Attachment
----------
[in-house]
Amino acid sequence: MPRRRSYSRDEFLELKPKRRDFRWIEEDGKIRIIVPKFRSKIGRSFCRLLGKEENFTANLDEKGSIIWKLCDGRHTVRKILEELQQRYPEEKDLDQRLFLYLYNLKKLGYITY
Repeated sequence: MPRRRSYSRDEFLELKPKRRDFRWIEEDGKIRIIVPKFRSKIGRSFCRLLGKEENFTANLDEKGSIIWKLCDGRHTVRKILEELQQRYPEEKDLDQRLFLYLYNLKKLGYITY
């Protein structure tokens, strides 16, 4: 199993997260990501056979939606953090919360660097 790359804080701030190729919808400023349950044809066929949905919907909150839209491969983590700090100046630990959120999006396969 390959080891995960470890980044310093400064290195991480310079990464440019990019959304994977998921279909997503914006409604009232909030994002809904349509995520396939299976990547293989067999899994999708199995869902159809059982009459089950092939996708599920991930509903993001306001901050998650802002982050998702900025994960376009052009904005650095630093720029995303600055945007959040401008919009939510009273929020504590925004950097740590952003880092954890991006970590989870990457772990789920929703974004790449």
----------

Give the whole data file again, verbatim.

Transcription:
[in-house]
Amino acid sequence: MPRRRSYSRDEFLELKPKRRDFRWIEEDGKIRIIVPKFRSKIGRSFCRLLGKEENFTANLDEKGSIIWKLCDGRHTVRKILEELQQRYPEEKDLDQRLFLYLYNLKKLGYITY
Repeated sequence: MPRRRSYSRDEFLELKPKRRDFRWIEEDGKIRIIVPKFRSKIGRSFCRLLGKEENFTANLDEKGSIIWKLCDGRHTVRKILEELQQRYPEEKDLDQRLFLYLYNLKKLGYITY
């Protein structure tokens, strides 16, 4: 199993997260990501056979939606953090919360660097 790359804080701030190729919808400023349950044809066929949905919907909150839209491969983590700090100046630990959120999006396969 390959080891995960470890980044310093400064290195991480310079990464440019990019959304994977998921279909997503914006409604009232909030994002809904349509995520396939299976990547293989067999899994999708199995869902159809059982009459089950092939996708599920991930509903993001306001901050998650802002982050998702900025994960376009052009904005650095630093720029995303600055945007959040401008919009939510009273929020504590925004950097740590952003880092954890991006970590989870990457772990789920929703974004790449």